I’d hope that for many Christian people they would make a ‘Jesus approach’ rather than have a ‘Church reaction’. Jesus was very good at meeting people, and accepting them, way before he asked them anything about their background – and certainly I don’t ever remember him asking people about their sex lives! ‘Zacheus…..come down from that tree, let me go with you to your house for something to eat, and while we’re there you can walk me through your bedroom gymnastics.’ I don’t think that was quite his style.
I love Gandhi, because for me Gandhi embodies the Spirit of Christ – he’s a modern reflection of Jesus in a loin cloth. In a speech to the Suppressed Classes Conference in 1921 he said,
I do want to attain Moksha (salvation, merging with God). I do not want to be reborn. But if I have to be reborn, I should be born an Untouchable so that I may share their sorrows, sufferings and the affronts levelled at them in order that I may endeavour to free myself and them from that miserable condition.
While we have faith that God will sort things out eventually, we still have a responsibility to do whatever we can to end the injustices and prejudices that pervade our society, and, sadly, infect our churches. And that will take time. But more than that, it will take courage. Courage from the LGBT community to restrain from the easy, aggressive retaliation that seems such a natural, justified response – and that’s not easy to do because it requires a level of graciousness beyond that which is expected from the average person. But I suppose it’s Grace that takes us beyond average. It also needs courage from the Churches – courage to stand up for, and stand with, LGBT people, no matter what the consequences. And believe me, there will be consequences. No-one likes change, especially those for whom issues are ‘settled’ and roles precisely defined. The opinion of the majority is more often than not a source of comfort, but as Irene Peters has said,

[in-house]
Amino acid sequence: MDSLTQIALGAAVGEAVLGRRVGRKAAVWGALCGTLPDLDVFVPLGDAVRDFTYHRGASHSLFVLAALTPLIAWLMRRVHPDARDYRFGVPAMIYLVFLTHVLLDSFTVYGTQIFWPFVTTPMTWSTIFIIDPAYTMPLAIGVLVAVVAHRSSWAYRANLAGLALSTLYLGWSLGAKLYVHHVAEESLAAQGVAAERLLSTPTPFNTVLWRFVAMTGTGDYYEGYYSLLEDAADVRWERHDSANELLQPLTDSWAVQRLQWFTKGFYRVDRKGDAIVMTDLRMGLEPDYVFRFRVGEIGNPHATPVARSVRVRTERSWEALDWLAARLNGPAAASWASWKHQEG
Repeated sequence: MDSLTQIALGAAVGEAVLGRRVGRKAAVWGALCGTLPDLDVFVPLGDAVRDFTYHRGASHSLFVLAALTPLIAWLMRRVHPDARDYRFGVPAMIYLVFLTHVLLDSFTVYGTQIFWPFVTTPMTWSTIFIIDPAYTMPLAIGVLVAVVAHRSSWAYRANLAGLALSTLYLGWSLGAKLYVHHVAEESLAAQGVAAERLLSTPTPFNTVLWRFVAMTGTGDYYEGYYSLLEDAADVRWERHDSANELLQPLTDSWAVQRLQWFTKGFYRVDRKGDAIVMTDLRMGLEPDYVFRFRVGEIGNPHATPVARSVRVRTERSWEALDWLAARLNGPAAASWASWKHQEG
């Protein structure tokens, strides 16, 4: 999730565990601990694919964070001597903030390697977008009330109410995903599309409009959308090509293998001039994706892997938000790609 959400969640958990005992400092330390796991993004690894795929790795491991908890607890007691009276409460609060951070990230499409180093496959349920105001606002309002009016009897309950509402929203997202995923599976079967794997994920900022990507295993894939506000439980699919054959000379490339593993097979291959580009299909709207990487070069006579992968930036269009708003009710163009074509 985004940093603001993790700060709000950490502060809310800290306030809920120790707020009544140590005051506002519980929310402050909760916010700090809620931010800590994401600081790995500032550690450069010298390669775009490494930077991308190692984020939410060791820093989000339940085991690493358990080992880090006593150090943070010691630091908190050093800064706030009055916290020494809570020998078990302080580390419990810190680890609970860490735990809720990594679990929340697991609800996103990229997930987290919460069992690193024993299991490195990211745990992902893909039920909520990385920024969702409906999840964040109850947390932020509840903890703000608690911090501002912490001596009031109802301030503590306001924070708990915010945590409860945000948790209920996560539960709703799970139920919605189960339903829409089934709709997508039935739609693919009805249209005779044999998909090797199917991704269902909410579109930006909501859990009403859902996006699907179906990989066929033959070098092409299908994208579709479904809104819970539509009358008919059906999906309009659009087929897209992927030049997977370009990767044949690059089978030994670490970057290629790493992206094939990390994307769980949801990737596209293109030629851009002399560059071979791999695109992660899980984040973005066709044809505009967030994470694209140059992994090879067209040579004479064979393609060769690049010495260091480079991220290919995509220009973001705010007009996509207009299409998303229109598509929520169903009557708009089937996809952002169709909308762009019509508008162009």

Anyone who thinks there is safety in numbers obviously hasn’t looked at the stock market pages recently.
And so the scene is set. The house lights go down and the stage lights come up. The actors are ready and standing on their marks. The drama is about to commence. Can we remember our lines!? Are we ready to each play our part to the utmost of our abilities!? And may God give each of us the Grace, that where we are wrong, may we be willing to change, and where we are right, may we be easy to live with.
This is the text of the meditation given at 15 minutes with Christ on Tuesday 31 July 2012.